Safety & Regulation
Some of the characteristics of propane, along with the regulations applied to its equipment, training, and handling, make it one of the safest energy sources when compared to other fuels, such as gasoline, diesel and compressed natural gas (CNG).
- An odorant called Ethyl Mercaptan is added to propane so that leaks are easily detected.
- Propane has the lowest flammability range of all alternative fuels (2.4% – 9.5%) – so there must be a very specific combination of propane and oxygen for it to burn.
- Propane’s auto ignition temperature is approximately 493° – 549°C (920° – 1020°F), gasoline’s auto ignition temperature is around 257 °C (495°F) – therefore, gasoline will burn or explode at a much lower temperature than propane.
- Propane cylinders are a portable means of storing and transporting propane. Cylinders are regulated by Transport Canada and bear a TC stamp on the collar.
- Propane tanks are typically more permanent and larger storage installations than cylinders. Tanks are regulated by provincial and territorial authorities, and have a stamped plate that shows a Canadian Registration Number (CRN).
- It is illegal to fill propane cylinders or tanks to more than 80% capacity, allowing room for volume changes due to temperature variations.
- Propane cylinders and tanks must be equipped with a pressure relief valve that opens and closes to prevent excessive internal pressure due to abnormal conditions.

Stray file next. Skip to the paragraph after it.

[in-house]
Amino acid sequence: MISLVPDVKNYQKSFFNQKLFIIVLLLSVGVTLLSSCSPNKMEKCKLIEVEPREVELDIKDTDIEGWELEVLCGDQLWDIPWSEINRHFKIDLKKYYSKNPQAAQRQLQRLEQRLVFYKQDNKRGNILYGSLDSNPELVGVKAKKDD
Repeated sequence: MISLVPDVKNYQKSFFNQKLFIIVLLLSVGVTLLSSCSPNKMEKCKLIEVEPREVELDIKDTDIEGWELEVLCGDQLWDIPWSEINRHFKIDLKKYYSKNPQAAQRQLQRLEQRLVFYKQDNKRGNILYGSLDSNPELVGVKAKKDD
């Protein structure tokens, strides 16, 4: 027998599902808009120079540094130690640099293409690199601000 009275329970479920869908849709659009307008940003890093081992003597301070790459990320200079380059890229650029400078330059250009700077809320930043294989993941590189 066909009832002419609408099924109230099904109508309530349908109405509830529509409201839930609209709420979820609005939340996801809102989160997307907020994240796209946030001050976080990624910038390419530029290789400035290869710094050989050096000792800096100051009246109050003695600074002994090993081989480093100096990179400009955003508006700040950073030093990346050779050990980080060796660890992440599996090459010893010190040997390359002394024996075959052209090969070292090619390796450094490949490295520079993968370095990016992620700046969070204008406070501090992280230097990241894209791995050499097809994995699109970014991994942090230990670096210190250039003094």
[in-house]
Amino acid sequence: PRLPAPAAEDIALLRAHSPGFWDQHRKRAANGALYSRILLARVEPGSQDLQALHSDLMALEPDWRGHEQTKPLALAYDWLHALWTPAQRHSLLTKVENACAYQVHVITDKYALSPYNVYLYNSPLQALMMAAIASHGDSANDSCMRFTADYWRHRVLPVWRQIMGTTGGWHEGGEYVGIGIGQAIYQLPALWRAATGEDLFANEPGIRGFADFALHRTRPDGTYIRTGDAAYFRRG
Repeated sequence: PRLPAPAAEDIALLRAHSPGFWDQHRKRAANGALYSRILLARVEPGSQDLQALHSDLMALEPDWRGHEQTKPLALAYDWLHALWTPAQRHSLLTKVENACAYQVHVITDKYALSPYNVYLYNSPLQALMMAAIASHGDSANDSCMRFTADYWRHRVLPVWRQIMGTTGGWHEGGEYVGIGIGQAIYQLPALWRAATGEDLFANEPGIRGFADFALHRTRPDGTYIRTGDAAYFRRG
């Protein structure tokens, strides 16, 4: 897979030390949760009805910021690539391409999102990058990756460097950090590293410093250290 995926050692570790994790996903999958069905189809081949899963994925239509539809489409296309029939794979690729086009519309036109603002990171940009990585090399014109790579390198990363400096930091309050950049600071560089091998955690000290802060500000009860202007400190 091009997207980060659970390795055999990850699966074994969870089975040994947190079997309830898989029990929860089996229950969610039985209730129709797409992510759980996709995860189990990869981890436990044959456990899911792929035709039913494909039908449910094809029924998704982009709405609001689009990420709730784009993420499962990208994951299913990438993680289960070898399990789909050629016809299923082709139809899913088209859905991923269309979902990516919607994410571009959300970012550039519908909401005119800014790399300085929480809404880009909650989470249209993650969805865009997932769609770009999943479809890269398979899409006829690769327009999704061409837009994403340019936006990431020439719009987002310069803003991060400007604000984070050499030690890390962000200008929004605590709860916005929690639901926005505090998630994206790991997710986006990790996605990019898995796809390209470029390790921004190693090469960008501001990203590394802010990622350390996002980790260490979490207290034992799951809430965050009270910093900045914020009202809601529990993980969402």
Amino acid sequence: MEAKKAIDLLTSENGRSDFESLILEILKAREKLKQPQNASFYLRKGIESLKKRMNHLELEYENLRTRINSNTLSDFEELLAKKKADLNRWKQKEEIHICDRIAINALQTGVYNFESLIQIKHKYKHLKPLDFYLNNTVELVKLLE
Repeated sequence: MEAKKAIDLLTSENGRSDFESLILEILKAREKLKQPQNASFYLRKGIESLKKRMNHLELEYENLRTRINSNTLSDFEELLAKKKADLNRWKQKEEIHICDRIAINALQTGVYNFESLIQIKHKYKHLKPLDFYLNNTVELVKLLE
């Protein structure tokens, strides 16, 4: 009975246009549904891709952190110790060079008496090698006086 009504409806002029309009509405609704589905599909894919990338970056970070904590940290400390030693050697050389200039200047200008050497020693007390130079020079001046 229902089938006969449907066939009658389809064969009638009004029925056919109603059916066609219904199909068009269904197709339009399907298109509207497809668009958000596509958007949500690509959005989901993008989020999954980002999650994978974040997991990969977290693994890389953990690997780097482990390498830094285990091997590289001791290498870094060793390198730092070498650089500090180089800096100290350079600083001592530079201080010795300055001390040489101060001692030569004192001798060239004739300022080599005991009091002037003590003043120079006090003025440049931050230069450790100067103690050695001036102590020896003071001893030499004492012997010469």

More About Cylinders
- Marks are stamped onto the collar of cylinders identifying the original date of manufacture and any subsequent re-testing dates. For an explanation of how to read the cylinder markings, click here.
- Portable cylinders must be inspected and requalified every 10 years – it is against the law to fill an outdated cylinder. The requalification of a cylinder must be done by organizations that have the appropriate equipment, training and certification to do so, and have been certified by Transport Canada to do the work. To find a requalifier in your area, go to the Transport Canada website. (Note: Select the “External Visual” cylinder requalification method for propane cylinders).
- Never throw your propane cylinder in the garbage. To dispose of your old cylinder, drop it off at a municipal transfer station or depot that accepts propane cylinders. Your propane supplier may also accept cylinders for disposal.Please click here for a list of disposal options in each province.
More About Tanks
- Inspection and requalification requirements for tanks differ by jurisdiction, tank size and tank design.
- Tanks are regulated by provincial and territorial authorities. Click here for regulatory authority contact information in your province or territory.
Propane Vehicle Safety Features
- Automotive propane tanks are 20 times more puncture-resistant than gasoline tanks – which makes them less likely to rupture in an accident.
- Propane tanks used in vehicles are equipped with a stop-fill valve that stops the filling process when the tank reaches 80% of its liquid capacity. The 80% fill limit allows room for volume changes due to temperature variations.
- Propane engine fuel systems are fitted with safety devices and shut-off valves that function automatically to prevent the escape of propane if the fuel line ruptures in an accident.
- Onboard safety valves allow fuel to flow only when the engine is operating.
- If a vehicle does catch fire in the event of an accident, the propane tank is designed to control its pressure via a pressure relief valve, saving the tank from rupturing and causing further damage.
Personnel are required by law to have a record of training (ROT) to fill propane tanks and cylinders (transfer propane from one container to another).
The Propane Training Institute (PTI), a division of the CPA, offers over 30 propane-related courses that are recognized by regulatory authorities across Canada, and certifies over 30,000 students annually on the safe handling of propane. Visit the Training section of our website for more information.